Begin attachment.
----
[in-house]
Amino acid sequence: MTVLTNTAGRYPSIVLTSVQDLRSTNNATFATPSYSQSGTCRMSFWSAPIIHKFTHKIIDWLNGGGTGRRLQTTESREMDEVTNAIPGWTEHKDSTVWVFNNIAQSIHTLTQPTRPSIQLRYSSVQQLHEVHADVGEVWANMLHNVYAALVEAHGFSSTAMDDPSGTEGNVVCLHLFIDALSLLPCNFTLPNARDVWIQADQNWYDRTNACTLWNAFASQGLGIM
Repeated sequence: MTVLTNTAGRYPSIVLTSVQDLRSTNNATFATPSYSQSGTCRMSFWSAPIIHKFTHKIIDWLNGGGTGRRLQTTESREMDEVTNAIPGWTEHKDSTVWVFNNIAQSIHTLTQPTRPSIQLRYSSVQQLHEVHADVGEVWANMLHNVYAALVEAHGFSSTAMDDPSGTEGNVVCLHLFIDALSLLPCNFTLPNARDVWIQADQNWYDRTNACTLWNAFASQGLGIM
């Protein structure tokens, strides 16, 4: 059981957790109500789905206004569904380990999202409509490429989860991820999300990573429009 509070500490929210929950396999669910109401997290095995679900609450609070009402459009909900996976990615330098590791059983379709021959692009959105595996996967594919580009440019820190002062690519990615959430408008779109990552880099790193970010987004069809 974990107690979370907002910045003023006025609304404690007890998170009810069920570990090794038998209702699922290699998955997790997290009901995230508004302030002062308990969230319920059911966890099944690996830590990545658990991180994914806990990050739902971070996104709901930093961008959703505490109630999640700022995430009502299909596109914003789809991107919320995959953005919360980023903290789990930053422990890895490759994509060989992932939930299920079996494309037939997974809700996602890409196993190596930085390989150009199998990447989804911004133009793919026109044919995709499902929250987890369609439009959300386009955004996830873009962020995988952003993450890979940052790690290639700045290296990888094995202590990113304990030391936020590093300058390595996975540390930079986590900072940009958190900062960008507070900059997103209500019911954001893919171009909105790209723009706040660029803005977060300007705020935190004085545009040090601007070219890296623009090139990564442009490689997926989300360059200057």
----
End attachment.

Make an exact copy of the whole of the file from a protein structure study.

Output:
[in-house]
Amino acid sequence: MTVLTNTAGRYPSIVLTSVQDLRSTNNATFATPSYSQSGTCRMSFWSAPIIHKFTHKIIDWLNGGGTGRRLQTTESREMDEVTNAIPGWTEHKDSTVWVFNNIAQSIHTLTQPTRPSIQLRYSSVQQLHEVHADVGEVWANMLHNVYAALVEAHGFSSTAMDDPSGTEGNVVCLHLFIDALSLLPCNFTLPNARDVWIQADQNWYDRTNACTLWNAFASQGLGIM
Repeated sequence: MTVLTNTAGRYPSIVLTSVQDLRSTNNATFATPSYSQSGTCRMSFWSAPIIHKFTHKIIDWLNGGGTGRRLQTTESREMDEVTNAIPGWTEHKDSTVWVFNNIAQSIHTLTQPTRPSIQLRYSSVQQLHEVHADVGEVWANMLHNVYAALVEAHGFSSTAMDDPSGTEGNVVCLHLFIDALSLLPCNFTLPNARDVWIQADQNWYDRTNACTLWNAFASQGLGIM
């Protein structure tokens, strides 16, 4: 059981957790109500789905206004569904380990999202409509490429989860991820999300990573429009 509070500490929210929950396999669910109401997290095995679900609450609070009402459009909900996976990615330098590791059983379709021959692009959105595996996967594919580009440019820190002062690519990615959430408008779109990552880099790193970010987004069809 974990107690979370907002910045003023006025609304404690007890998170009810069920570990090794038998209702699922290699998955997790997290009901995230508004302030002062308990969230319920059911966890099944690996830590990545658990991180994914806990990050739902971070996104709901930093961008959703505490109630999640700022995430009502299909596109914003789809991107919320995959953005919360980023903290789990930053422990890895490759994509060989992932939930299920079996494309037939997974809700996602890409196993190596930085390989150009199998990447989804911004133009793919026109044919995709499902929250987890369609439009959300386009955004996830873009962020995988952003993450890979940052790690290639700045290296990888094995202590990113304990030391936020590093300058390595996975540390930079986590900072940009958190900062960008507070900059997103209500019911954001893919171009909105790209723009706040660029803005977060300007705020935190004085545009040090601007070219890296623009090139990564442009490689997926989300360059200057």